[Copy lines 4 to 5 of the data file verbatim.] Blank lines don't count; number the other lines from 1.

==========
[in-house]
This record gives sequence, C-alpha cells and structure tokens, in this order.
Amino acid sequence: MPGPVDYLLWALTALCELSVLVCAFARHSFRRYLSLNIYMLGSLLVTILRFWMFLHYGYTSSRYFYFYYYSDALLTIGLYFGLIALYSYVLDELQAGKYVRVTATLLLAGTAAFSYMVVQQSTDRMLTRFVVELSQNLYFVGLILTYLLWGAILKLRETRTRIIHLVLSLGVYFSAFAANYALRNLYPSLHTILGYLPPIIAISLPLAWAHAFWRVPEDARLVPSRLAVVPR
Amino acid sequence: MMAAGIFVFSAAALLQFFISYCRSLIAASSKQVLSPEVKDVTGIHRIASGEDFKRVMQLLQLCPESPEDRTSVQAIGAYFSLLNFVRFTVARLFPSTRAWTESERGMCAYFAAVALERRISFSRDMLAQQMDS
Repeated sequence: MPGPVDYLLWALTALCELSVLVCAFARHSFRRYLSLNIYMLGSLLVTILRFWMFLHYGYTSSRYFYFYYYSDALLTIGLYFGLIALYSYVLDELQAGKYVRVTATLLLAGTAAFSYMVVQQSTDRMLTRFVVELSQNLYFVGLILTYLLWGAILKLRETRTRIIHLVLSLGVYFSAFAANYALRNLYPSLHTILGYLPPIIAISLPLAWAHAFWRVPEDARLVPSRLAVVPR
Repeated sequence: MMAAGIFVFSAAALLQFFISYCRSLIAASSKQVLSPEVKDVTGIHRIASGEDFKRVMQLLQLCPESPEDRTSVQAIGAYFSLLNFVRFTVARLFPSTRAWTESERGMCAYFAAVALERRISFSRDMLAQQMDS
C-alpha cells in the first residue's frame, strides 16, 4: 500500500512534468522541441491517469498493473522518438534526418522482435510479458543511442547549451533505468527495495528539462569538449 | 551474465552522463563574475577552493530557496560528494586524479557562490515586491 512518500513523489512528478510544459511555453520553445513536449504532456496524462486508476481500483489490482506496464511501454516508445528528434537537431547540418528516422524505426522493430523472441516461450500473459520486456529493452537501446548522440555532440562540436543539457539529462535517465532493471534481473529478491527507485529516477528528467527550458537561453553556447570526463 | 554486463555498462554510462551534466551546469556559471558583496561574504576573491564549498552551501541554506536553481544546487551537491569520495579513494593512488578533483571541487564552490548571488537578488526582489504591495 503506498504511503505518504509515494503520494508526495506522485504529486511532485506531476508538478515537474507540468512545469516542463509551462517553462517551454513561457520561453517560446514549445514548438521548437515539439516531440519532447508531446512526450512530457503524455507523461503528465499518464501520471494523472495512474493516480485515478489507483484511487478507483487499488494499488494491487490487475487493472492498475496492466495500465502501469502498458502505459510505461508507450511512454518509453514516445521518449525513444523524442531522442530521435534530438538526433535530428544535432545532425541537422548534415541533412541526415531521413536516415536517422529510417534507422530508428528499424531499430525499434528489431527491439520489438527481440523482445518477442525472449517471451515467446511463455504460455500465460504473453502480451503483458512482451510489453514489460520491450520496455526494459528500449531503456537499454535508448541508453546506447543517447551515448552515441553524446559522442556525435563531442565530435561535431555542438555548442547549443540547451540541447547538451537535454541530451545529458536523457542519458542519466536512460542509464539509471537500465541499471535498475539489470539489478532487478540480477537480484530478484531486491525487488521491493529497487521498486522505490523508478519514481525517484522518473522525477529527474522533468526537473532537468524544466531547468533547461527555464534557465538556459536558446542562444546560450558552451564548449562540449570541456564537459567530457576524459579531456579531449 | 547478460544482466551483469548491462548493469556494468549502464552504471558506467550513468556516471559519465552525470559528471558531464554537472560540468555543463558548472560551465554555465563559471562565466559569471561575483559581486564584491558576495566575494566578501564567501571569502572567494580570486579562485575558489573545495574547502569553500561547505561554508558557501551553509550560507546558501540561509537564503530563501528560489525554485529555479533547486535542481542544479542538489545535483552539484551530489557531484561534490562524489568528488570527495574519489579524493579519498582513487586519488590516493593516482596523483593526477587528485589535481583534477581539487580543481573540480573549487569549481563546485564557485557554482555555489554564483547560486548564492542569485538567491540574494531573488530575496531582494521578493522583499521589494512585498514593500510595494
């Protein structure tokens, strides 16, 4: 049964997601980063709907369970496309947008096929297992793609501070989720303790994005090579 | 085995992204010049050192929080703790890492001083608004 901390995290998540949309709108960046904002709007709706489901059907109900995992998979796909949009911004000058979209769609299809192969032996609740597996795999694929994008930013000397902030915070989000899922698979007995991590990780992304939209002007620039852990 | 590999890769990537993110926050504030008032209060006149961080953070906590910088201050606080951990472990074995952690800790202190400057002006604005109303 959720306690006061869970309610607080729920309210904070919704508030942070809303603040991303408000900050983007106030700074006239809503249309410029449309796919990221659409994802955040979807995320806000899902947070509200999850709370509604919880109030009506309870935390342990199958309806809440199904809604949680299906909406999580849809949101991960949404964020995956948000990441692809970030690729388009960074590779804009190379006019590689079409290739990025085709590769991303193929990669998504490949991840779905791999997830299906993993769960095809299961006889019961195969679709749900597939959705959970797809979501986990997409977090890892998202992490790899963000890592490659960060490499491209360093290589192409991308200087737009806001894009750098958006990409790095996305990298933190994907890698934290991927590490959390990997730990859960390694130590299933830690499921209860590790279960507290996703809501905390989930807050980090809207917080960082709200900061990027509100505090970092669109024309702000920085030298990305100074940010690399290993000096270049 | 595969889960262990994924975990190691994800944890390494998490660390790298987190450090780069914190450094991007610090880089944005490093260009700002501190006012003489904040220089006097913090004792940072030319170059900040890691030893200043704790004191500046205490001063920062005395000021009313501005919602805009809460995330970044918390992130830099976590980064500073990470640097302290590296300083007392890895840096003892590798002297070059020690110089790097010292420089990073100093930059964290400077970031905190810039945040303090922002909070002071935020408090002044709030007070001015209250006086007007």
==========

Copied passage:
Amino acid sequence: MMAAGIFVFSAAALLQFFISYCRSLIAASSKQVLSPEVKDVTGIHRIASGEDFKRVMQLLQLCPESPEDRTSVQAIGAYFSLLNFVRFTVARLFPSTRAWTESERGMCAYFAAVALERRISFSRDMLAQQMDS
Repeated sequence: MPGPVDYLLWALTALCELSVLVCAFARHSFRRYLSLNIYMLGSLLVTILRFWMFLHYGYTSSRYFYFYYYSDALLTIGLYFGLIALYSYVLDELQAGKYVRVTATLLLAGTAAFSYMVVQQSTDRMLTRFVVELSQNLYFVGLILTYLLWGAILKLRETRTRIIHLVLSLGVYFSAFAANYALRNLYPSLHTILGYLPPIIAISLPLAWAHAFWRVPEDARLVPSRLAVVPR